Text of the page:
In background, education and experience both of our speakers are eminently qualified to discuss the role of women in the developing world. Dr. Saliba, a former Fulbright scholar in Palestine, has co-edited two collections: Gender, Politics and Islam and Intersections: Gender, Nation and Community in Arab Women’s novels. She has also contributed essays to numerous journals on Arab and Palestinian feminism, postcolonial literature, media representations and Arab-American experiences. Her current research examines the gendered impacts of post-9/11 policies on Arab and Muslim American communities, particularly in the Pacific Northwest. She is also researching the role of women in the recent Arab uprisings.

Born in Bangladesh, Dr. Chowdhury grew up in Bahrain and Egypt. After coming to the United States in 1991 she has often returned to the Middle East. Her published doctoral dissertation, Everyday Economic Practices: The Hidden Transcripts of Egyptian Voices, was based on her work with the United Nations Development Programme in Egypt. Her past research in the Middle East has included working with informal financial networks where women emerge as community leaders, making small loans, mobilizing savings and investments. Her current research has focused on the role played by women labor leaders in bringing about the demise of Hosni Mubarak in Egypt.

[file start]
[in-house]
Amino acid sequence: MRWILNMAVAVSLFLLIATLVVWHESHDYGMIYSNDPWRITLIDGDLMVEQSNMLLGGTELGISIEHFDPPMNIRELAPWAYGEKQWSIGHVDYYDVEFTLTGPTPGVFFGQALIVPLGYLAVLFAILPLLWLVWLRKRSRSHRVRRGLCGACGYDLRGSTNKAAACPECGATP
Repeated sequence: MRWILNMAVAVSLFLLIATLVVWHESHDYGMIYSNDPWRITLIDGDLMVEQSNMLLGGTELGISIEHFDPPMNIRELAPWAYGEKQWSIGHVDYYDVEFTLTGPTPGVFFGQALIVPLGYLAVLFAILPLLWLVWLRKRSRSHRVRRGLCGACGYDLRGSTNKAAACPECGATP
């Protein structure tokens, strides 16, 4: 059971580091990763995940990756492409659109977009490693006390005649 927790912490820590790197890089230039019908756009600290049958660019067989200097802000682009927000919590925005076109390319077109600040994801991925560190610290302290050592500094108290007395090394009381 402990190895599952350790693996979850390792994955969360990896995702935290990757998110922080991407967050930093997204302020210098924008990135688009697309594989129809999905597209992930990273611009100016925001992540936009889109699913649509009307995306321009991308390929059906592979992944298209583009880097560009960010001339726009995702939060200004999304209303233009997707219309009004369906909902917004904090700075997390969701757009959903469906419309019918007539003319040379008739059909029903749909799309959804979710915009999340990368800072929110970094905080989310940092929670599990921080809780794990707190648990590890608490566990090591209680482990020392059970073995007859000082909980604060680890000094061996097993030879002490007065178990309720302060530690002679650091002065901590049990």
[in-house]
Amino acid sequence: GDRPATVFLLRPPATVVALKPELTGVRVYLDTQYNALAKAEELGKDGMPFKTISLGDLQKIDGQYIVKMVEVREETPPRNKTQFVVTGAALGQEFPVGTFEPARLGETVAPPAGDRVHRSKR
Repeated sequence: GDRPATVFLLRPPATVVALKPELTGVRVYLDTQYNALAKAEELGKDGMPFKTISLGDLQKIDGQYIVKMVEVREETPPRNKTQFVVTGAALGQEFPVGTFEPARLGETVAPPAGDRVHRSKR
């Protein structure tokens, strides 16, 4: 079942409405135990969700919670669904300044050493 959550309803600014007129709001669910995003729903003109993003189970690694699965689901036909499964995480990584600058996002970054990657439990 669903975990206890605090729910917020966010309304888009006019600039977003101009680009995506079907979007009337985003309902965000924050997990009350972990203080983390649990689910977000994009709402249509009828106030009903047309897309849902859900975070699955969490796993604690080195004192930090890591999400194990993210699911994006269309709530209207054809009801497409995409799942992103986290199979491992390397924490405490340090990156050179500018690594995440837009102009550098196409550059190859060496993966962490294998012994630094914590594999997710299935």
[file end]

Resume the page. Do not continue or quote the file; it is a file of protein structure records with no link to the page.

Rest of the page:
Local Resident Mark Genich Collects Insects for the Slater Museum of Natural History

Detail from the cover of Insects of the Pacific Northwest

One of the most enjoyable aspects of the annual picnic sponsored by the Griffin Neighborhood Association is the opportunity to meet neighbors from this area for the first time. Among those local residents who visited Frye Cove at this year’s picnic was Mark Genich and Lynne Ferguson. Recently retired as a physician, Dr. Genich has undertaken an interesting project with which any of us could lend a hand.

Dr. Genich is collecting samples of insects in our area for the Slater Museum of Natural History at the University of Puget Sound with the help of the emeritus professor, Dr. Dennis Paulson. The collection will be used as a teaching tool for the students at the university. Although he retired as a family practice physician and worked in the urgent care department of Group Health Cooperative, “I got my start toward a career in medicine because I got interested in insects as vectors of disease to people and animals,” Dr. Genich explains.

As our late summer turns into fall, you may yet have an opportunity to add an important insect or two to the collection. If you capture an unusual looking insect, Dr. Genich is happy to personally pick up anything anyone finds. “The best way to hold any specimens is to catch them in a jar if possible and then put them into a freezer so they won’t dry out and become brittle.”

If you capture and freeze an insect for the collection, please contact Dr. Mark Genich by phone at 866-0844.